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Professor Ratliff has written an interesting, thorough, and scholarly monograph about a fundamental visual sensory phenomenon—the brightness contrast effect, the so-called Mach Bands. This effect consists of bright and dark bands that appear at the transition between a more brightly and a less brightly illuminated surface. The bands are apparent to the observer only under certain conditions. Ernst Mach (1838-1916) first described this phenomenon. He was a versatile genius who in his psychophysical studies recognized the significance of inhibitory interaction phenomena in the nervous system, and, in particular, in the retina. The brightness contrast effect, which is best explained by inhibitory interaction in the retina, serves to enhance the appearance of borders and of contours and to compensate for blurring of the retinal image by imperfections in the dioptric apparatus of the eye. It probably also plays a role in the generation of specialized patterns of optic nerve activity in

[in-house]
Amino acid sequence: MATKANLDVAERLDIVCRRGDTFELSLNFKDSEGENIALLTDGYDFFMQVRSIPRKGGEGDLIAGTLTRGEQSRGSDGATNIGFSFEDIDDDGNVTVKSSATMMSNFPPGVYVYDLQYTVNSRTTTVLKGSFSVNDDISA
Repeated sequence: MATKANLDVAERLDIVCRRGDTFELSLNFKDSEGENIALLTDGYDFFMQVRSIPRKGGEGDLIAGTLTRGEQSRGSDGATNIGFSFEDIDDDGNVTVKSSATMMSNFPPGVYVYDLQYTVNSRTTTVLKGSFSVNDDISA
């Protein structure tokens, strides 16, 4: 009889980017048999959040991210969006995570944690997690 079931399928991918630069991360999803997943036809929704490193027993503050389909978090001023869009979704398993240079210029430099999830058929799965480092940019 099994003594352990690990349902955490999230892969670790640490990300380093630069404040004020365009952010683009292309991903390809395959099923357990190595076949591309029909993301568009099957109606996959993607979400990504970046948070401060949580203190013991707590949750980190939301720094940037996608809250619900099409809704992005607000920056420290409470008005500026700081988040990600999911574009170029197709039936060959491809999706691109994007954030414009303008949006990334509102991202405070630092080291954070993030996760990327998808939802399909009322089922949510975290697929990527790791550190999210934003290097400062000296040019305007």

Jampel RS. Mach Bands, Quantitative Studies on Neural Networks in the Retina. Arch Neurol. 1966;14(1):117–118. doi:10.1001/archneur.1966.00470070121025
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